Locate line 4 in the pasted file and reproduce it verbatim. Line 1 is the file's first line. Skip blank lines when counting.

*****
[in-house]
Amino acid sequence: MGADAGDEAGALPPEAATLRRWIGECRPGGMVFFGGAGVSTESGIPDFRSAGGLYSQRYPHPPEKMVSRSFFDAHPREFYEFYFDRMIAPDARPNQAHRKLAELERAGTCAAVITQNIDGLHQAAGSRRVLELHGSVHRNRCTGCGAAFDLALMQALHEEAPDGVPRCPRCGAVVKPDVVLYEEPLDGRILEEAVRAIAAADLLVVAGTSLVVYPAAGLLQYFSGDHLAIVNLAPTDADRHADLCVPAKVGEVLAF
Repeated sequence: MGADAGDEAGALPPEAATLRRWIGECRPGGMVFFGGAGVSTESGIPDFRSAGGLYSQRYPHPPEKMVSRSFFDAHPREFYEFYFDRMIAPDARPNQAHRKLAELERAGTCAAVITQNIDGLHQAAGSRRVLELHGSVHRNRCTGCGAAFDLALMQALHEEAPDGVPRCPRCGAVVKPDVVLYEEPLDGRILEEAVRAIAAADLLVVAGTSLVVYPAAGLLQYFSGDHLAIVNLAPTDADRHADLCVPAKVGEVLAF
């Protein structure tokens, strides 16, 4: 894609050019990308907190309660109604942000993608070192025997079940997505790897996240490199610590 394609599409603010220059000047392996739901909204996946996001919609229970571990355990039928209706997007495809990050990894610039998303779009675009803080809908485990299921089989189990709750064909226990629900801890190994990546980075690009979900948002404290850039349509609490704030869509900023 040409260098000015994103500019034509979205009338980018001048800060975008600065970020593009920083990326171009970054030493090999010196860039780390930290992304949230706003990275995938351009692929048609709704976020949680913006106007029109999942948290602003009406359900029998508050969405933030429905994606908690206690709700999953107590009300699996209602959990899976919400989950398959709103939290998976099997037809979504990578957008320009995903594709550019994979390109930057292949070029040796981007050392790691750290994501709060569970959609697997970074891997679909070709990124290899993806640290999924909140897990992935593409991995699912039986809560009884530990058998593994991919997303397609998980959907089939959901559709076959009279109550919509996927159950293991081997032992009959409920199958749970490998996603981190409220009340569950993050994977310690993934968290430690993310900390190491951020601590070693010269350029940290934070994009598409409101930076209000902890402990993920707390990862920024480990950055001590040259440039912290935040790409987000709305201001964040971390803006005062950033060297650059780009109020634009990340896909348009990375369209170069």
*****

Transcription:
């Protein structure tokens, strides 16, 4: 894609050019990308907190309660109604942000993608070192025997079940997505790897996240490199610590 394609599409603010220059000047392996739901909204996946996001919609229970571990355990039928209706997007495809990050990894610039998303779009675009803080809908485990299921089989189990709750064909226990629900801890190994990546980075690009979900948002404290850039349509609490704030869509900023 040409260098000015994103500019034509979205009338980018001048800060975008600065970020593009920083990326171009970054030493090999010196860039780390930290992304949230706003990275995938351009692929048609709704976020949680913006106007029109999942948290602003009406359900029998508050969405933030429905994606908690206690709700999953107590009300699996209602959990899976919400989950398959709103939290998976099997037809979504990578957008320009995903594709550019994979390109930057292949070029040796981007050392790691750290994501709060569970959609697997970074891997679909070709990124290899993806640290999924909140897990992935593409991995699912039986809560009884530990058998593994991919997303397609998980959907089939959901559709076959009279109550919509996927159950293991081997032992009959409920199958749970490998996603981190409220009340569950993050994977310690993934968290430690993310900390190491951020601590070693010269350029940290934070994009598409409101930076209000902890402990993920707390990862920024480990950055001590040259440039912290935040790409987000709305201001964040971390803006005062950033060297650059780009109020634009990340896909348009990375369209170069």